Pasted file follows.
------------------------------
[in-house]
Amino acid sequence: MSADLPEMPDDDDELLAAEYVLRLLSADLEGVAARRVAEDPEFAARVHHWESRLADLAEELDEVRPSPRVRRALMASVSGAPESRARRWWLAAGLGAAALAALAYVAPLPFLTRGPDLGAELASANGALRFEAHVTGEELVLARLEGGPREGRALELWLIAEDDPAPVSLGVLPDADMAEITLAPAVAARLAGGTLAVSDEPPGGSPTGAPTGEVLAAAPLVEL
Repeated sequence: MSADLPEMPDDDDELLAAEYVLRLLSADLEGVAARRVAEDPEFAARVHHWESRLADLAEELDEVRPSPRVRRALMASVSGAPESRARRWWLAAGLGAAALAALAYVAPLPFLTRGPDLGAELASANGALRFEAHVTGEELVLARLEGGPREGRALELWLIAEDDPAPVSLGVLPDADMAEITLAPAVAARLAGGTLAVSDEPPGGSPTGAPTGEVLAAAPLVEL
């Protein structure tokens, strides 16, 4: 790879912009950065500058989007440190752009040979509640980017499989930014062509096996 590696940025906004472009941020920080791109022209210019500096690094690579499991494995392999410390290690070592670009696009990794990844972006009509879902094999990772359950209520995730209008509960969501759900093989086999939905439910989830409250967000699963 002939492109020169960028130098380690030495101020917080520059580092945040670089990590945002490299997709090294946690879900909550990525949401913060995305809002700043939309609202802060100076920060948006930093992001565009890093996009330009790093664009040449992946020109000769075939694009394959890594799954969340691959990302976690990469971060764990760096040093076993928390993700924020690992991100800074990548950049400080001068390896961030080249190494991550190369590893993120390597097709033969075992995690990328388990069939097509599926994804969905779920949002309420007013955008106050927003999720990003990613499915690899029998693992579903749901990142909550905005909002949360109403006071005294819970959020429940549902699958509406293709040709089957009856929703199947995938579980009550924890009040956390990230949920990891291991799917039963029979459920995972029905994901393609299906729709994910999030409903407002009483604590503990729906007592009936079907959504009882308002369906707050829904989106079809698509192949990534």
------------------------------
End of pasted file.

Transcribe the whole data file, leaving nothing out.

[in-house]
Amino acid sequence: MSADLPEMPDDDDELLAAEYVLRLLSADLEGVAARRVAEDPEFAARVHHWESRLADLAEELDEVRPSPRVRRALMASVSGAPESRARRWWLAAGLGAAALAALAYVAPLPFLTRGPDLGAELASANGALRFEAHVTGEELVLARLEGGPREGRALELWLIAEDDPAPVSLGVLPDADMAEITLAPAVAARLAGGTLAVSDEPPGGSPTGAPTGEVLAAAPLVEL
Repeated sequence: MSADLPEMPDDDDELLAAEYVLRLLSADLEGVAARRVAEDPEFAARVHHWESRLADLAEELDEVRPSPRVRRALMASVSGAPESRARRWWLAAGLGAAALAALAYVAPLPFLTRGPDLGAELASANGALRFEAHVTGEELVLARLEGGPREGRALELWLIAEDDPAPVSLGVLPDADMAEITLAPAVAARLAGGTLAVSDEPPGGSPTGAPTGEVLAAAPLVEL
């Protein structure tokens, strides 16, 4: 790879912009950065500058989007440190752009040979509640980017499989930014062509096996 590696940025906004472009941020920080791109022209210019500096690094690579499991494995392999410390290690070592670009696009990794990844972006009509879902094999990772359950209520995730209008509960969501759900093989086999939905439910989830409250967000699963 002939492109020169960028130098380690030495101020917080520059580092945040670089990590945002490299997709090294946690879900909550990525949401913060995305809002700043939309609202802060100076920060948006930093992001565009890093996009330009790093664009040449992946020109000769075939694009394959890594799954969340691959990302976690990469971060764990760096040093076993928390993700924020690992991100800074990548950049400080001068390896961030080249190494991550190369590893993120390597097709033969075992995690990328388990069939097509599926994804969905779920949002309420007013955008106050927003999720990003990613499915690899029998693992579903749901990142909550905005909002949360109403006071005294819970959020429940549902699958509406293709040709089957009856929703199947995938579980009550924890009040956390990230949920990891291991799917039963029979459920995972029905994901393609299906729709994910999030409903407002009483604590503990729906007592009936079907959504009882308002369906707050829904989106079809698509192949990534």